Pass-rushers coming from all over for Irish

SOUTH BEND, Ind. -- With his defense needing one last stand at Pitt, Brian Kelly watched Aaron Lynch and Prince Shembo come up with huge sacks of Tino Sunseri to all but ice Notre Dame's second win of the year.

The Fighting Irish notched six sacks Saturday to improve to 23rd nationally with 11. They recorded four quarterback hurries to bring their season total to 15.

It's not just that Notre Dame is ahead of last year's pace, when it had eight sacks and 12 hurries through a 1-3 start. And to hear Kelly tell it, it's not just that freshmen ends Lynch and Stephon Tuitt have played such crucial roles in the pass rush so far, either.

"I wouldn't just put it on the young guys," Kelly said. "I would put it on a balance of, you know, utilizing all of the resources that we have. Moving forward, obviously you feel really good that those young guys are gonna be here for a few years. But I think in the present I think we've got a good balance of youth with some veteran players."

At least one player from each class recorded a sack Saturday, led by senior Darius Fleming's two. Lynch's sack came a week after he hurried Michigan State quarterback Kirk Cousins six times and forced him to fumble.

Lost in the box score was Tuitt, who was officially credited with just one tackle despite teaming with Lynch on the fellow rookie's fourth-quarter sack.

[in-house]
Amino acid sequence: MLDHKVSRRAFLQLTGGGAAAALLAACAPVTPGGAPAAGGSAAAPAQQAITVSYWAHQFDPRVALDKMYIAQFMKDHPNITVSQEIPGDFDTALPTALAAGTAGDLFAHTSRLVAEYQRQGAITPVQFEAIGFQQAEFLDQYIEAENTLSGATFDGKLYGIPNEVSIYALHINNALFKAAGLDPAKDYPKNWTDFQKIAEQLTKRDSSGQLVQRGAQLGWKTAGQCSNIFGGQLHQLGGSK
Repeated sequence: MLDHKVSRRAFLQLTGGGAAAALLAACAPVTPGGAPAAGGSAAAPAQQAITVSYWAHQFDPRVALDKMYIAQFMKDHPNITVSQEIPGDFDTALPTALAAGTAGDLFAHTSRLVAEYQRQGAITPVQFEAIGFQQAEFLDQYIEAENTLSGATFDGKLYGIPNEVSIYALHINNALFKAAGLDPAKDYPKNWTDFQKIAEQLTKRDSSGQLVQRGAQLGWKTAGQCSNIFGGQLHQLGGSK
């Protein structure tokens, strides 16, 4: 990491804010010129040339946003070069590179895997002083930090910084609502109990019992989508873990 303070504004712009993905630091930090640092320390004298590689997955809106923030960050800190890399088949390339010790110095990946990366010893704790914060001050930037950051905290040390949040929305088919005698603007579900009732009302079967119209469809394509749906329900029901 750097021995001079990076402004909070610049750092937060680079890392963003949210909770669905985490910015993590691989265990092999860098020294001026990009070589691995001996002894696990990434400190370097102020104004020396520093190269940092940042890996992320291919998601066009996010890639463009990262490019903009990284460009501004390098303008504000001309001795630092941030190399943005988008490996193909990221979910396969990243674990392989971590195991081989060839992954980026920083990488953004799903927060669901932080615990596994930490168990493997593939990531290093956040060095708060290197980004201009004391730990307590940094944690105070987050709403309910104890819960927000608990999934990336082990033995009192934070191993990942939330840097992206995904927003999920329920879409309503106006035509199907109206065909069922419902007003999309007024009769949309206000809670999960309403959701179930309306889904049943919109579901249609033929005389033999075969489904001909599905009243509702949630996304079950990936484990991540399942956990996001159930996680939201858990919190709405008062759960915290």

Tuitt showed his versatility Saturday by seeing action at noseguard, creating a devastating rushing tandem along the line with Lynch, Fleming and Shembo on passing downs late in the game.

"Stephon, first of all, he has a lot of speed for a guy that size," said Manti Te'o, who notched a sack Saturday as well. "And he has a lot of natural strength, because he's very strong. And you combine that with his frame, that makes a very dangerous player. Stephon, he does a good job in there, provides a lot of energy, a lot of hustle. He and Aaron always show just a desire to get to the ball. They're always going hard, and they always want to make a play. So that's him."

The early production of Lynch and Tuitt should be enough to get Kelly excited thinking of the possibilities for the rest of this season and beyond, but he's maintained a cautiously optimistic approach, citing the duo's inexperience and vulnerability to freshmen mistakes.

After all, neither played Week 2 against Denard Robinson and Michigan. And on Saturday, Kelly had to burn a timeout after a third-quarter Pitt completion because of their confusion with signals from the sideline.

"There's a give and take there along the way," Kelly said. "But they're big, physical kids that can go in there and mix it up, and Tuitt is a guy that really at the point of attack is a difficult guy to block."